Wednesday, March 26, 2014

Acarajé- Black-Eyed Pea Fritters- Brazilian Food Recipes

 

Served warm and crispy, these delicious appetizers are popular all over Brazil. Acarajé is a dish made from peeled black-eyed peas formed into a ball and then deep-fried in dendê (palm oil). It is found in the Nigerian and Brazilian cuisines. The dish is traditionally encountered in Brazil's northeastern state of Bahia and Pernambuco, especially in the cities of Salvador, Recife and Olinda, often as street food, and is also found in most parts of Nigeria, Ghana, Togo, and Benin.

It is served split in half and then stuffed with vatapá and caruru – spicy pastes made from shrimp, ground cashews, palm oil and other ingredients. The most common way of eating acarajé is splitting it in half, pouring vatapá and/or caruru, a salad made out of green and red tomatoes, fried shrimps and homemade hot pepper sauce. A vegetarian version is typically served with hot peppers and green tomatoes.

black-eyed-pea-fritters-brazilian-food-recipe-acaraje-vendor

Today in Bahia, Brazil, most street vendors who serve acarajé are women, easily recognizable by their all-white cotton dresses and headscarves and caps. The image of these women, often simply called baianas, frequently appears in artwork from the region of Bahia. Acarajé, however, is typically available outside of the state of Bahia as well, including the streets of its neighbor state Sergipe, and the markets of Rio de Janeiro.


acarajé- black-eyed-pea-fritters-brazilian-food-recipe


Preparation time: 15 minutes
Cooking time: 20 to 30 minutes total
Makes about 20 acarajé


INGREDIENTS:

16 oz. canned black-eyed peas

1 large onion, chopped salt and pepper to taste

1/2 tsp. cayenne pepper (optional)

dende or vegetable oil for frying

malagueta pepper sauce or other hot sauce (optional)


PROCEDURE:

1) Place peas in a fine mesh strainer and rinse well with cold water.

2) Place peas, onion, salt, pepper, and cayenne in a food processor or blender and process until smooth.

3) Pour 2 to 3 inches of oil into a deep skillet or stockpot. Heat to 350°F, or until a drop of water flicked into the pan jumps out.

4) Scoop up about 1 tbsp. of the pea mixture and use your hands to shape it into a small, oval patty. Set aside on a plate. Once you’ve made 4 or 5 patties, use a slotted spoon to carefully place them, one by one, into the oil. Fry for about 5 minutes, turning once to brown evenly on both sides. Carefully remove from oil and drain on paper towels. Repeat until pea mixture is gone.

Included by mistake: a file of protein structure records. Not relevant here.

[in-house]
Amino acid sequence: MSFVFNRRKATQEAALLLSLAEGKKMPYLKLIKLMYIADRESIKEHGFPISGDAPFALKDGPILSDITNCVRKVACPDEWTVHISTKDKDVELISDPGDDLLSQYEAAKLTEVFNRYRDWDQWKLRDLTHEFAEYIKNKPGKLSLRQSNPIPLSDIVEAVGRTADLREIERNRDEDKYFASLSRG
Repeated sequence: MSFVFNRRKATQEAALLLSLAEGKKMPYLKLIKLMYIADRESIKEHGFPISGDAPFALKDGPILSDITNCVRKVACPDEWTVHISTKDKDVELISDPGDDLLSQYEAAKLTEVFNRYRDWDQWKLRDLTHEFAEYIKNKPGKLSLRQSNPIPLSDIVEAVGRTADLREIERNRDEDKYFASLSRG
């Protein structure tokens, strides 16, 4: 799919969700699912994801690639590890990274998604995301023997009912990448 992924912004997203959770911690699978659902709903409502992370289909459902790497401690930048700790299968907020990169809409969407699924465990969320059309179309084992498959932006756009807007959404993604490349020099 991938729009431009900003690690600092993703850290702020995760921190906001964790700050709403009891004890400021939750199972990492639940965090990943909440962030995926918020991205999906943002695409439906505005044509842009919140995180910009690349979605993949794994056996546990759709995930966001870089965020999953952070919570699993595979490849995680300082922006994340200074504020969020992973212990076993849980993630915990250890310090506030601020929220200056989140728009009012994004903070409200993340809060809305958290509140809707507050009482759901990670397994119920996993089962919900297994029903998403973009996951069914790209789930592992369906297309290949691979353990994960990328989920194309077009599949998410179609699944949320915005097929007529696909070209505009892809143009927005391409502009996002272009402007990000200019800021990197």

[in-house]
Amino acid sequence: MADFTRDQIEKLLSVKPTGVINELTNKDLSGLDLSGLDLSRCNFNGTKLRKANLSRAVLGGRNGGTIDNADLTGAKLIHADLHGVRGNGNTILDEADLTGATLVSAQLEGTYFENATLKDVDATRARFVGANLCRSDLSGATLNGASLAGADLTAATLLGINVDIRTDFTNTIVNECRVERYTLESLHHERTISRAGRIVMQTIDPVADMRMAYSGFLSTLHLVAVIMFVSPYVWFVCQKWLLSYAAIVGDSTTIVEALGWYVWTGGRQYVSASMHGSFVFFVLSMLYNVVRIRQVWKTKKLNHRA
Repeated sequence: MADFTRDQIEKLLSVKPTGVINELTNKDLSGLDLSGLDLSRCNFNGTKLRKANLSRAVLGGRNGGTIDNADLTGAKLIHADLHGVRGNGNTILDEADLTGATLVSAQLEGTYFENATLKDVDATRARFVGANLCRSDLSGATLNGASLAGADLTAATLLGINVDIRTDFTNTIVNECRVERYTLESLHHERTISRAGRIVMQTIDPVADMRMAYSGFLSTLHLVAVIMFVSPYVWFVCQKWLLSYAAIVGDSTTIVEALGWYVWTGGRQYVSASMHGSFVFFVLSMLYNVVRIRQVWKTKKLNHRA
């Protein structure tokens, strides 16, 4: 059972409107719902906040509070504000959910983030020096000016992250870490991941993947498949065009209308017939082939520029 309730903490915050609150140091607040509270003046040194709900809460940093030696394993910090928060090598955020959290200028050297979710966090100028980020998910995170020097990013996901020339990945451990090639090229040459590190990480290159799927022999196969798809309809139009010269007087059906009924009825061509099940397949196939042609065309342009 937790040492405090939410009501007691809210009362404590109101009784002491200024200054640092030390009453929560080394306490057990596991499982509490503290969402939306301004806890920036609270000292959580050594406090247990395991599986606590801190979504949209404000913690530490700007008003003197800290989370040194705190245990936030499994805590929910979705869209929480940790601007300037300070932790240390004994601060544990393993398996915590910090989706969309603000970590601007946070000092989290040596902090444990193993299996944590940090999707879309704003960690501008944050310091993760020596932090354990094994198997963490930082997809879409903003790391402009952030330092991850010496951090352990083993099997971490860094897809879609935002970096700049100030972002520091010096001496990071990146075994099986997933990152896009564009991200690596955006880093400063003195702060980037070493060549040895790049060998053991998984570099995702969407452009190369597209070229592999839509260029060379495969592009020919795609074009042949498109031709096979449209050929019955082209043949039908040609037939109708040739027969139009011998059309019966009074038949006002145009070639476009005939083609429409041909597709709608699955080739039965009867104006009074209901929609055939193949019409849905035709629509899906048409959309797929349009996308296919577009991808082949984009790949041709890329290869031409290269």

5) Serve warm with malagueta pepper sauce, if desired.


Get more Brazilian recipes at... Brazilian Food Recipes

No comments:

Post a Comment

Featured Article

8 Best Healthy Foods to Eat Everyday to Lose Weight and for Perfect Skin

If you want to lose weight , feel great, have a perfect or flawless skin and improve your health in many ways, then these are the eight hea...

Disclosure | Disclaimer |Comments Policy |Terms of Use | Privacy Policy| Blog Sitemap

 

 

The information contained herein is provided as a public service with the understanding that this site makes no warranties, either expressed or implied, concerning the accuracy, completeness, reliability, or suitability of the information. Nor does warrant that the use of this information is free of any claims of copyright infringement. This site do not endorse any commercial providers or their products.

 

Culinary Physics Blog: Exceptional food that worth a special journey. Distinctive dishes are precisely prepared, using fresh ingredients. And all other foods that can kill you. Culinary Physics is a Molecular Gastronomy blog specializing in molecular gastronomy recipes-food style, molecular book review, molecular gastronomy kit review and molecular gastronomy restaurants guide.

 

Culinary Physics Blog is your comprehensive source of Australian cuisine recipes, Austrian cuisine recipes, Brazilian cuisine recipes, Caribbean cuisine recipes, Chinese cuisine recipes, Cuban cuisine recipes, East African cuisine recipes, English cuisine recipes, French cuisine recipes, German cuisine recipes, Greek cuisine recipes, Hungarian cuisine recipes, Indian cuisine recipes, Indonesian cuisine recipes, Israeli cuisine recipes, Italian cuisine recipes, Japanese cuisine recipes, Korean cuisine recipes, Lebanese cuisine recipes, Mexican cuisine recipes, North African cuisine recipes, Norwegian cuisine recipes, Philippine cuisine recipes, Polish cuisine recipes, Russian cuisine recipes, South American cuisine recipes, Spanish cuisine recipes, Thai cuisine recipes, Turkish cuisine recipes, Vietnamese cuisine recipes and West African cuisine recipes.

 

2011- 2016 All Rights Reserved. Culinary Physics Blog

http://culinaryphysics.blogspot.com